Monday, 27 January 2003
9:50 - Heads-down writing again this week. I have several chapters in progress and want to get at least a couple finished up and off to my editor. That means my posts here will likely be sporadic and short.
Tuesday, 28 January 2003
9:47 - Still churning away on chapters, with not much else to report. I should have two or three more chapters posted on the Subscribers' page by the end of this week or early next.
Wednesday, 29 January 2003
7:56 - Someone forwarded me this, with the note "Read it all". At first I took it for a spam...
10:52 - Still churning away on chapters, with not much else to report. Thanks to everyone for bearing with me...
I'm a member of the Dorothy-L mailing list, which is frequented by mystery authors and mystery readers. One of the authors, a woman, posted a question to the list. She's trying to write a male character and
To which I responded:
As I once said to my wife, it's almost a secondary-sex characteristic. A person is unable to fit into a pair of pants. If it's a man, he says, "These pants are too small". If it's a woman, she says, "I'm too fat".
A woman judges herself using the world around her as a yardstick. A man judges the world around him using himself as a yardstick. For example, I am about 6'4" tall and weigh 240 pounds (give or take 20 pounds). I consider anyone smaller than me "small" and anyone larger than me "large". Someone about my size is "normal" or "average" (and, yes, I know that if you want to get technical I'm actually much larger than average, but I still consider my own size normal or average).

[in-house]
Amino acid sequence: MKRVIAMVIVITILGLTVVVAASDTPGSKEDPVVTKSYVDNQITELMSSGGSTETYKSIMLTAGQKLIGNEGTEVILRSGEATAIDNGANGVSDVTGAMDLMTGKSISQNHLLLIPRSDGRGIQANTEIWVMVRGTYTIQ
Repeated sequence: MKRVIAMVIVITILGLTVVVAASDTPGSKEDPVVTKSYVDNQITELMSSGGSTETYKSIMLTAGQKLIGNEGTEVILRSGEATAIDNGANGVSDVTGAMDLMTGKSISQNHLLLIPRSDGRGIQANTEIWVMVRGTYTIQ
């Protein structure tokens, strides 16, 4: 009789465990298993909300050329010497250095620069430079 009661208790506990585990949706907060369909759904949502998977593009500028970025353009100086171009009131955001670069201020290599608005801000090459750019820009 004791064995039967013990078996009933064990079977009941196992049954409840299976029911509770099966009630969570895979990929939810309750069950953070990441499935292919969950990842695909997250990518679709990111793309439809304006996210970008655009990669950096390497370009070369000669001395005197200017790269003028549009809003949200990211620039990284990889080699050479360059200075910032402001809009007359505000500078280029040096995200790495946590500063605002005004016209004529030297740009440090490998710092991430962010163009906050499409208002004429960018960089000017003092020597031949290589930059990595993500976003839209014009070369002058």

That, incidentally, is the reason nearly any man when describing the size of his wife or girlfriend to a female sales clerk says, "she's about your size". We're not trying to be funny. We really do consider all women to be "small" and therefore of about the same size.
Can a man be concerned about his weight? I suppose it's remotely possible, although very unlikely. If a guy goes to the doctor after a heart attack and the doctor tells him he'd better lose 50 pounds or he's going to drop dead, the guy might think about dieting. But probably only think about it. Barring jockeys, boxers, and other men for whom their weight is significant for some external reason, I can't imagine that most men even know what they weigh.
There were several responses on-list, but the more interesting ones were off-list. A couple of people said they found my response amusing. For example, one said:
That's the curse of my life. When I'm totally serious, people think I'm kidding, and when I'm kidding people think I'm totally serious. It does have advantages when playing cards for money, though. What surprised me was that a couple of people, one a man and one a woman, were offended. They claimed I was sexist. I didn't think so, but then being a man I use myself as a yardstick, and my self-image is that I'm not sexist. So there.
This from Mark Huth:
My own opinion is that Fred Langa is full of it. He's comparing apples to oranges in several respects. First, although technically "Linux" is only the kernel of the GNU/Linux operating system, I think it's fair to use the word Linux to encompass the kernel plus the GNU utilities. What's not fair is to compare basic Windows against Linux plus the thousands of separate applications that come on a set of "Linux" distro CDs. If Langa wanted to be fair, he could compare the full Red Hat 8.0 Linux distro against, say, Windows XP plus the 2,000 most popular Windows applications.